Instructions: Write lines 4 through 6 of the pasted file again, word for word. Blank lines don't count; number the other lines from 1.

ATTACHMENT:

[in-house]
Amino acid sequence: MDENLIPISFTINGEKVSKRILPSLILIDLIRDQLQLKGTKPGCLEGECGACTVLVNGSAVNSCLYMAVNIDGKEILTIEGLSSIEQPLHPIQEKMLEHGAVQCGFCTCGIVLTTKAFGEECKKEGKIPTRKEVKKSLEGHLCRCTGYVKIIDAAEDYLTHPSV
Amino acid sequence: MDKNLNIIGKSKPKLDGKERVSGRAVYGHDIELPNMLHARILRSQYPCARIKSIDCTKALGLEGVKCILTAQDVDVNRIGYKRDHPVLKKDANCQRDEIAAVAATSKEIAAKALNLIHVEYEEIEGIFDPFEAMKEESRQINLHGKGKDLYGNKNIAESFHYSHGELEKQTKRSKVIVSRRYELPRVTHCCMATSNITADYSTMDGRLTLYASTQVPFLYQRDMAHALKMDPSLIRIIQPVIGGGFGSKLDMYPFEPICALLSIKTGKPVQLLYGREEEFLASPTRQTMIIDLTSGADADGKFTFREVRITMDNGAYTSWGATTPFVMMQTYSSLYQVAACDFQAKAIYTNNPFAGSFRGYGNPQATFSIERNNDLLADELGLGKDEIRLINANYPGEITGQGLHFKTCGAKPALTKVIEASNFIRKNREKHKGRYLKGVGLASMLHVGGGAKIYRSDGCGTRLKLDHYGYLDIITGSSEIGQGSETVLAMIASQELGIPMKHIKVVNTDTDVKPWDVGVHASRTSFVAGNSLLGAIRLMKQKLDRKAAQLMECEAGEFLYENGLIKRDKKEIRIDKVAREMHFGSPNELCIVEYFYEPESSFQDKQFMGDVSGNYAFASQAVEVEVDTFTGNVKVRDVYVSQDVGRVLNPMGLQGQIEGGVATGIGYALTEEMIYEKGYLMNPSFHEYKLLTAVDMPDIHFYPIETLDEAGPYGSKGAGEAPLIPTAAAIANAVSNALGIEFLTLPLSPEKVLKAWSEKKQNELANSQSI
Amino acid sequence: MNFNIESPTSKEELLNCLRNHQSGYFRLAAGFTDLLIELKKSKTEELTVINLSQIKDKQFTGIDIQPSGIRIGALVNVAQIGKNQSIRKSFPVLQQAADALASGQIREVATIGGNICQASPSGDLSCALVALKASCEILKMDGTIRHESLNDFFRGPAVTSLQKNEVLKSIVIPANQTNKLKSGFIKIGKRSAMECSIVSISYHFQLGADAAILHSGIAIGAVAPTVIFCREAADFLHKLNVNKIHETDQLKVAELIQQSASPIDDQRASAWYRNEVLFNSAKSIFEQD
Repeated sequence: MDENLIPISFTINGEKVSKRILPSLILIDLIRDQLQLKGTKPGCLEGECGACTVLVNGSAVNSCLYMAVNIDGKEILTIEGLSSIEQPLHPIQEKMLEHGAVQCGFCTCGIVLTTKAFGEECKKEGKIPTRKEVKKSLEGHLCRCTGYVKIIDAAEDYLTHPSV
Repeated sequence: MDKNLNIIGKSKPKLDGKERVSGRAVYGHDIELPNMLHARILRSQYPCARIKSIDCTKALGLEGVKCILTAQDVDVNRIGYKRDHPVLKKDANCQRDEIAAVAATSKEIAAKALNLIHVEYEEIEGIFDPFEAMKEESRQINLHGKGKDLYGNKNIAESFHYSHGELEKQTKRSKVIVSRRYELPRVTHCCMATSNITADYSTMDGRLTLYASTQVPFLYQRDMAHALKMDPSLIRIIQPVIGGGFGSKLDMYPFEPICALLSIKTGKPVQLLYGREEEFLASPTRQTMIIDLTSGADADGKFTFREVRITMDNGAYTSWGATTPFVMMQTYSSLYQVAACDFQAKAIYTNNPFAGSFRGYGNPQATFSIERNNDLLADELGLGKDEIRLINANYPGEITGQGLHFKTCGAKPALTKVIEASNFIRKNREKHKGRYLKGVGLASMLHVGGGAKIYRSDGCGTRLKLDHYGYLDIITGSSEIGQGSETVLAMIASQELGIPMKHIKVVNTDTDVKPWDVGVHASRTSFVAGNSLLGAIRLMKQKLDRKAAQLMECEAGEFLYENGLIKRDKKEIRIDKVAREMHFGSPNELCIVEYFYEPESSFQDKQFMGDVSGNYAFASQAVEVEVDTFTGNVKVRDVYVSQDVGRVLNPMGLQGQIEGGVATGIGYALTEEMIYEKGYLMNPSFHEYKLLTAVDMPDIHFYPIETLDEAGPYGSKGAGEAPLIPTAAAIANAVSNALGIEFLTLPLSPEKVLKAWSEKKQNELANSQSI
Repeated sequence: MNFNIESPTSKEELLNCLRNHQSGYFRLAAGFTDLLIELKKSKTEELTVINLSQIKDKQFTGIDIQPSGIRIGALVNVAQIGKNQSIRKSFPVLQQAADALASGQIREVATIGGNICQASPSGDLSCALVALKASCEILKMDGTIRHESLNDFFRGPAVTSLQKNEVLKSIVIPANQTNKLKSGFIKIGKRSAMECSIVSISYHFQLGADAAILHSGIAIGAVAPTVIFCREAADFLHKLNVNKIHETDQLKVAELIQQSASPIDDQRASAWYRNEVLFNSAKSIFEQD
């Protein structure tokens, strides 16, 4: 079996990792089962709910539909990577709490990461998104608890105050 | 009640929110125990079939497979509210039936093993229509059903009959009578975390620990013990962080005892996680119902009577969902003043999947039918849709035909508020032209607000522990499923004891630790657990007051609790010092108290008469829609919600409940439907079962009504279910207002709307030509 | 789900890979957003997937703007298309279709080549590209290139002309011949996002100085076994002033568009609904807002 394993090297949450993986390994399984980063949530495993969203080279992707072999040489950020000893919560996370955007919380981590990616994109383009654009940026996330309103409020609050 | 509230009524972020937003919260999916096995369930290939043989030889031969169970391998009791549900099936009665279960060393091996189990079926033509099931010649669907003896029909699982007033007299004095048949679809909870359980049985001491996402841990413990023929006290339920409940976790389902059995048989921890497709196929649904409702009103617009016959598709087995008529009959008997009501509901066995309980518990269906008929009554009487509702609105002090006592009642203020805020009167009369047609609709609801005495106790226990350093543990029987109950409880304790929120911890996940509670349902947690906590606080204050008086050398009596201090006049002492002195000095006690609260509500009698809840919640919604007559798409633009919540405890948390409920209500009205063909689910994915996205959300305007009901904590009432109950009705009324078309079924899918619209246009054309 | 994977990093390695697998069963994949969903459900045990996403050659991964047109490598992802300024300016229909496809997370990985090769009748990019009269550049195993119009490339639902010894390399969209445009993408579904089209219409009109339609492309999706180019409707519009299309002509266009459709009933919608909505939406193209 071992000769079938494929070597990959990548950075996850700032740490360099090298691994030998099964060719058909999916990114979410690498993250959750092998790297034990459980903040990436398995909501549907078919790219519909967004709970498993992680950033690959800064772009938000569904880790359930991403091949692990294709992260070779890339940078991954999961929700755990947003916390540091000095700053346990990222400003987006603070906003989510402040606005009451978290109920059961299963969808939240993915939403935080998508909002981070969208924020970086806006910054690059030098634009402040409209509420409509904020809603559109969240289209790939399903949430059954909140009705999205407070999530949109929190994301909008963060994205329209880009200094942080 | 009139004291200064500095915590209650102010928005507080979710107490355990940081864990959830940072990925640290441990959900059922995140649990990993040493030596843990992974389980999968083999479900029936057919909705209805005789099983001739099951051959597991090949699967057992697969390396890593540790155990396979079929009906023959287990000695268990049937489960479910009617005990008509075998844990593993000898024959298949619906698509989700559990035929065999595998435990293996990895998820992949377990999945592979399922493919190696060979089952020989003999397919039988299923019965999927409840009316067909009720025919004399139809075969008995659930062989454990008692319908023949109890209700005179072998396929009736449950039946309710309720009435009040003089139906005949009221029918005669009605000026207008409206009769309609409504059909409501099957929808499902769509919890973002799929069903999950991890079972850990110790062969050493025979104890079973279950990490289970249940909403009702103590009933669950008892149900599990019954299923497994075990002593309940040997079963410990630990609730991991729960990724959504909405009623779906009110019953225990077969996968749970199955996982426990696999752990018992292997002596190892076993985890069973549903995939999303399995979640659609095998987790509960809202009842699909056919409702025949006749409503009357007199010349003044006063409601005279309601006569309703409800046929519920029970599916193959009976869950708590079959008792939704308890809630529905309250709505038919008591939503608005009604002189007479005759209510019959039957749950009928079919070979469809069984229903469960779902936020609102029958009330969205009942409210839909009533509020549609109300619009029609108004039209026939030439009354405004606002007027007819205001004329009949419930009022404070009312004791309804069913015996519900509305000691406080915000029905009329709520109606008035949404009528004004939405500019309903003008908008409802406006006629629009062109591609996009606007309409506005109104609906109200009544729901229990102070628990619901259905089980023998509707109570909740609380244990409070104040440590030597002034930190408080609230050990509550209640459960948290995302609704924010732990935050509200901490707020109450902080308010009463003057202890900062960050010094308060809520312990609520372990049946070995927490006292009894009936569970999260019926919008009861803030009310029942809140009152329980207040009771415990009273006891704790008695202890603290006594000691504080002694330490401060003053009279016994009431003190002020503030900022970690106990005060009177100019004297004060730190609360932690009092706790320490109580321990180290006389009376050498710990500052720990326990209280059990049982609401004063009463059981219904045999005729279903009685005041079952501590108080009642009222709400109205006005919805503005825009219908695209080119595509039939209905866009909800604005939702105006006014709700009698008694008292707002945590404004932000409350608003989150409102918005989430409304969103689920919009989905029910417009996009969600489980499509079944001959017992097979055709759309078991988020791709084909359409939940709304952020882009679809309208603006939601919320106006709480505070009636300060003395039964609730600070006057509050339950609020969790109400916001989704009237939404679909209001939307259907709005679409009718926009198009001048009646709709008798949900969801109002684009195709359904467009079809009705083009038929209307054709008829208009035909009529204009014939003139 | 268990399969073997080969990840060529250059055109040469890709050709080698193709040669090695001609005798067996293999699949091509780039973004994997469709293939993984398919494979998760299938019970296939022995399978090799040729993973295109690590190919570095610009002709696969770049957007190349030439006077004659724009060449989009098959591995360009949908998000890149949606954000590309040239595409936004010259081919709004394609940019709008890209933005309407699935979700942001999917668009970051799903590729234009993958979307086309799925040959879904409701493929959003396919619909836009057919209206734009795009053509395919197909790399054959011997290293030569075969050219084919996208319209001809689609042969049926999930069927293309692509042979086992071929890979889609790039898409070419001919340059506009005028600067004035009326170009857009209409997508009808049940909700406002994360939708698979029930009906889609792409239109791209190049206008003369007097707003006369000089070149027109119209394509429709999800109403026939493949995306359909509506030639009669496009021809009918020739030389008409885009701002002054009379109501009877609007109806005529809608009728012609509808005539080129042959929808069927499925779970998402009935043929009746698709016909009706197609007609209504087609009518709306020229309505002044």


Amino acid sequence: MNFNIESPTSKEELLNCLRNHQSGYFRLAAGFTDLLIELKKSKTEELTVINLSQIKDKQFTGIDIQPSGIRIGALVNVAQIGKNQSIRKSFPVLQQAADALASGQIREVATIGGNICQASPSGDLSCALVALKASCEILKMDGTIRHESLNDFFRGPAVTSLQKNEVLKSIVIPANQTNKLKSGFIKIGKRSAMECSIVSISYHFQLGADAAILHSGIAIGAVAPTVIFCREAADFLHKLNVNKIHETDQLKVAELIQQSASPIDDQRASAWYRNEVLFNSAKSIFEQD
Repeated sequence: MDENLIPISFTINGEKVSKRILPSLILIDLIRDQLQLKGTKPGCLEGECGACTVLVNGSAVNSCLYMAVNIDGKEILTIEGLSSIEQPLHPIQEKMLEHGAVQCGFCTCGIVLTTKAFGEECKKEGKIPTRKEVKKSLEGHLCRCTGYVKIIDAAEDYLTHPSV
Repeated sequence: MDKNLNIIGKSKPKLDGKERVSGRAVYGHDIELPNMLHARILRSQYPCARIKSIDCTKALGLEGVKCILTAQDVDVNRIGYKRDHPVLKKDANCQRDEIAAVAATSKEIAAKALNLIHVEYEEIEGIFDPFEAMKEESRQINLHGKGKDLYGNKNIAESFHYSHGELEKQTKRSKVIVSRRYELPRVTHCCMATSNITADYSTMDGRLTLYASTQVPFLYQRDMAHALKMDPSLIRIIQPVIGGGFGSKLDMYPFEPICALLSIKTGKPVQLLYGREEEFLASPTRQTMIIDLTSGADADGKFTFREVRITMDNGAYTSWGATTPFVMMQTYSSLYQVAACDFQAKAIYTNNPFAGSFRGYGNPQATFSIERNNDLLADELGLGKDEIRLINANYPGEITGQGLHFKTCGAKPALTKVIEASNFIRKNREKHKGRYLKGVGLASMLHVGGGAKIYRSDGCGTRLKLDHYGYLDIITGSSEIGQGSETVLAMIASQELGIPMKHIKVVNTDTDVKPWDVGVHASRTSFVAGNSLLGAIRLMKQKLDRKAAQLMECEAGEFLYENGLIKRDKKEIRIDKVAREMHFGSPNELCIVEYFYEPESSFQDKQFMGDVSGNYAFASQAVEVEVDTFTGNVKVRDVYVSQDVGRVLNPMGLQGQIEGGVATGIGYALTEEMIYEKGYLMNPSFHEYKLLTAVDMPDIHFYPIETLDEAGPYGSKGAGEAPLIPTAAAIANAVSNALGIEFLTLPLSPEKVLKAWSEKKQNELANSQSI